Select Committee on Environment, Transport and Regional Affairs Appendices to the Minutes of Evidence


Memorandum by Fife Council (IT 115)

INTEGRATED TRANSPORT WHITE PAPER

  Fife Council has for many years placed a strong emphasis on the promotion of public transport services. Prior to deregulation a fares freeze was in place for several years which led to a stable public transport network and a significant increase in the number of fare paying passengers. Following deregulation in 1986 there was stability of fares and patronage but with a requirement for increased finance to support the public transport operations through private operators. In recent years we have seen the consolidation within Fife of a major bus operator virtually acting in a monopoly situation facing little competition. As a result of this and the growth in car usage within Fife, there has been a marginal deterioration of the services, frequent increase in fares followed by significant reductions in the numbers of fare paying passengers.

  It certainly was hoped that the White Paper would allow us to tackle these circumstances through network franchising, however this is not the proposal contained within the White Paper. In general Fife Council welcomes the change of direction contained within the White Paper away from "predict and provide" towards the development of a more sustainable integrated transport strategy. If less capital monies are being made available for the development of infrastructure and the strategy development is taking a change of direction then it surely must follow that there is a requirement for increased revenue to support the alternative mode, i.e., public transport operations. While the opportunity exists to raise additional revenues within the larger conurbations, no such opportunity exists within the non-city and rural Councils with towns in the order of up to 50,000 population. Road pricing obviously is not applicable, nor is the significant increase in parking charges when the town centres are faced with a deterioration in their overall environment and competition from the recent development of out of town shopping centres where no parking charging levies will be possible.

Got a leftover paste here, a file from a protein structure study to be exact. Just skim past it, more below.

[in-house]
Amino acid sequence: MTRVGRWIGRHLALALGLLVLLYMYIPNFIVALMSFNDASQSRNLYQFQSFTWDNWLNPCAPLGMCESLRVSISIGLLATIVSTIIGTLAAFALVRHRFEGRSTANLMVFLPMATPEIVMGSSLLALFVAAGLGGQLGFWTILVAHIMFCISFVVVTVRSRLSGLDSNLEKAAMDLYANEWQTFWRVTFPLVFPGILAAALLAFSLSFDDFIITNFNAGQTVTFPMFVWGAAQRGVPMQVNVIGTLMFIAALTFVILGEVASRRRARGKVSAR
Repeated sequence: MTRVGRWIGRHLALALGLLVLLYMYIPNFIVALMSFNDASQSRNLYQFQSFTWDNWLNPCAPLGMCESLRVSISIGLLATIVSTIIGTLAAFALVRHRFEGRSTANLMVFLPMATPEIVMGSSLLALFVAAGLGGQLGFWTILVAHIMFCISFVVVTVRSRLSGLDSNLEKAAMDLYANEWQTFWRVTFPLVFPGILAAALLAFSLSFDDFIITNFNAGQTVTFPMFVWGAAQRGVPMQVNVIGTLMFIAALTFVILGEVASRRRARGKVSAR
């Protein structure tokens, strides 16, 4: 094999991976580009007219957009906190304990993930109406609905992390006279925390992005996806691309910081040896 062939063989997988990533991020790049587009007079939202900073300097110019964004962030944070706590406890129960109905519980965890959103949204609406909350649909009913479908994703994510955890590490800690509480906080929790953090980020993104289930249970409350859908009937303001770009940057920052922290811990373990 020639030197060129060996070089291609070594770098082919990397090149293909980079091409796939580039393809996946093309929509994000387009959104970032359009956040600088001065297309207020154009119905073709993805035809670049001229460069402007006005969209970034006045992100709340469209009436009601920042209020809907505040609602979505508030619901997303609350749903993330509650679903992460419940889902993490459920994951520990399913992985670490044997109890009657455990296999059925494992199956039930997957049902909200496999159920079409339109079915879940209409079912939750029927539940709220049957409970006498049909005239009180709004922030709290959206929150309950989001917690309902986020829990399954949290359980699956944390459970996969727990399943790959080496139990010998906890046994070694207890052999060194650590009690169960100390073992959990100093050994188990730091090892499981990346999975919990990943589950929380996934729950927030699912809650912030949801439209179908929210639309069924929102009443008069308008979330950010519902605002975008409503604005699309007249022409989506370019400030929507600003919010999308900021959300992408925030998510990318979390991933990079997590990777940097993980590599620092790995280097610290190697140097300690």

In the Fife context we will have to rely more on encouragement and the provision of better alternative facilities for bus, cycling and walking to see some change in modal split. Consequently the contents of the quality partnerships/quality contracts in relation to bus operations is of great importance. If this "daughter" paper does not have the powers to deal with the issues described in this letter then it is clear that the achievement of an integrated transport strategy in Fife will not happen, as it will fail in many other non-city and rural authorities throughout the country. There needs to be control of public transport fares; this is a key issue. Bus fares have gone up on three occasions during the last 18 months and as said there has been a significant reduction in fare paying passengers. Local authorities require some control/influence in this area to achieve the objectives of the White Paper.

  In conclusion I do believe the White Paper has made a major contribution towards a change in travel habits of the people within this country and does give the transport planners the opportunity to plan for a change of direction. However, in the non-city and rural context of Fife Council there is no question that increased revenue will be required to maintain and improve upon the level of service available for public transport users to assist in dealing with matters such as social inclusion, etc. The means of raising extra revenue is not available and consequently if the quality partnerships/quality contracts do not provide innovative means for dealing with the bus operators then Fife's ability to establish an integrated transport strategy as indicated in the White Paper will not be possible.

Alan Bryan

Head of Transportation

28 September


 
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